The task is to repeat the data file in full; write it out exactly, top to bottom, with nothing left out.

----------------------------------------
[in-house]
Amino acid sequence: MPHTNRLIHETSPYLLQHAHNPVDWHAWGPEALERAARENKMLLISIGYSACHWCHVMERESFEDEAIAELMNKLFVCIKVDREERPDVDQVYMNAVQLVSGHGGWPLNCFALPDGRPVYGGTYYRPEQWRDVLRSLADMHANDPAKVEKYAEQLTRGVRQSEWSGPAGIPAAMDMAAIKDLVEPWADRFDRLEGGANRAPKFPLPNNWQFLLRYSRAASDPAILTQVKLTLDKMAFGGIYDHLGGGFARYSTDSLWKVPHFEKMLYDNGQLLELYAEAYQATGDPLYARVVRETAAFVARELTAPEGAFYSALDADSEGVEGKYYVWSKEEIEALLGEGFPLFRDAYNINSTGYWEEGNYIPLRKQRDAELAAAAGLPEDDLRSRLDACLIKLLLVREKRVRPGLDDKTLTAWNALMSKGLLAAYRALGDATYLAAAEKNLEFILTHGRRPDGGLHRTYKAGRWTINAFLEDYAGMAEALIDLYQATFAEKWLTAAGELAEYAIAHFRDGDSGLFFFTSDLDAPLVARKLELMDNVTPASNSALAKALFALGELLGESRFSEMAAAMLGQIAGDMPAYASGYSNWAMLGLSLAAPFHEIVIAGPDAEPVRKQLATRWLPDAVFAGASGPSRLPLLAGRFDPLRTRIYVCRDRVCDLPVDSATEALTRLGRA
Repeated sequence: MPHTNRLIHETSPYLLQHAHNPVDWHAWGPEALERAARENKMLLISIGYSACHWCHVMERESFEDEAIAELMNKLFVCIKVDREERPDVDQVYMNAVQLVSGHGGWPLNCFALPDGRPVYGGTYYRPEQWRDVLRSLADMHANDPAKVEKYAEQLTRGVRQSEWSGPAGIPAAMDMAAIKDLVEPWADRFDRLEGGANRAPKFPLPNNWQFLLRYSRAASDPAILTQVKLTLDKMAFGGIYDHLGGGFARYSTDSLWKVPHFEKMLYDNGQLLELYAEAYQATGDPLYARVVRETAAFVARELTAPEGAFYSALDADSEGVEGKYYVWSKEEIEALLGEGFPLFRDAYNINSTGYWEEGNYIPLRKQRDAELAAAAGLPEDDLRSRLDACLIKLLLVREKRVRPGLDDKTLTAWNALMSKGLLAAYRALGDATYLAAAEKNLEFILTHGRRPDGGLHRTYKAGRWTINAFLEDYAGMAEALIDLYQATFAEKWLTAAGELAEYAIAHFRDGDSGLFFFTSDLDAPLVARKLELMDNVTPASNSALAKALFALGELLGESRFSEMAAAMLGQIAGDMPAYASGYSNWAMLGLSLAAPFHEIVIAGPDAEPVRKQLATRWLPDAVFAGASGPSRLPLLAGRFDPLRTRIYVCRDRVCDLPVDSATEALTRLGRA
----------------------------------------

[in-house]
Amino acid sequence: MPHTNRLIHETSPYLLQHAHNPVDWHAWGPEALERAARENKMLLISIGYSACHWCHVMERESFEDEAIAELMNKLFVCIKVDREERPDVDQVYMNAVQLVSGHGGWPLNCFALPDGRPVYGGTYYRPEQWRDVLRSLADMHANDPAKVEKYAEQLTRGVRQSEWSGPAGIPAAMDMAAIKDLVEPWADRFDRLEGGANRAPKFPLPNNWQFLLRYSRAASDPAILTQVKLTLDKMAFGGIYDHLGGGFARYSTDSLWKVPHFEKMLYDNGQLLELYAEAYQATGDPLYARVVRETAAFVARELTAPEGAFYSALDADSEGVEGKYYVWSKEEIEALLGEGFPLFRDAYNINSTGYWEEGNYIPLRKQRDAELAAAAGLPEDDLRSRLDACLIKLLLVREKRVRPGLDDKTLTAWNALMSKGLLAAYRALGDATYLAAAEKNLEFILTHGRRPDGGLHRTYKAGRWTINAFLEDYAGMAEALIDLYQATFAEKWLTAAGELAEYAIAHFRDGDSGLFFFTSDLDAPLVARKLELMDNVTPASNSALAKALFALGELLGESRFSEMAAAMLGQIAGDMPAYASGYSNWAMLGLSLAAPFHEIVIAGPDAEPVRKQLATRWLPDAVFAGASGPSRLPLLAGRFDPLRTRIYVCRDRVCDLPVDSATEALTRLGRA
Repeated sequence: MPHTNRLIHETSPYLLQHAHNPVDWHAWGPEALERAARENKMLLISIGYSACHWCHVMERESFEDEAIAELMNKLFVCIKVDREERPDVDQVYMNAVQLVSGHGGWPLNCFALPDGRPVYGGTYYRPEQWRDVLRSLADMHANDPAKVEKYAEQLTRGVRQSEWSGPAGIPAAMDMAAIKDLVEPWADRFDRLEGGANRAPKFPLPNNWQFLLRYSRAASDPAILTQVKLTLDKMAFGGIYDHLGGGFARYSTDSLWKVPHFEKMLYDNGQLLELYAEAYQATGDPLYARVVRETAAFVARELTAPEGAFYSALDADSEGVEGKYYVWSKEEIEALLGEGFPLFRDAYNINSTGYWEEGNYIPLRKQRDAELAAAAGLPEDDLRSRLDACLIKLLLVREKRVRPGLDDKTLTAWNALMSKGLLAAYRALGDATYLAAAEKNLEFILTHGRRPDGGLHRTYKAGRWTINAFLEDYAGMAEALIDLYQATFAEKWLTAAGELAEYAIAHFRDGDSGLFFFTSDLDAPLVARKLELMDNVTPASNSALAKALFALGELLGESRFSEMAAAMLGQIAGDMPAYASGYSNWAMLGLSLAAPFHEIVIAGPDAEPVRKQLATRWLPDAVFAGASGPSRLPLLAGRFDPLRTRIYVCRDRVCDLPVDSATEALTRLGRA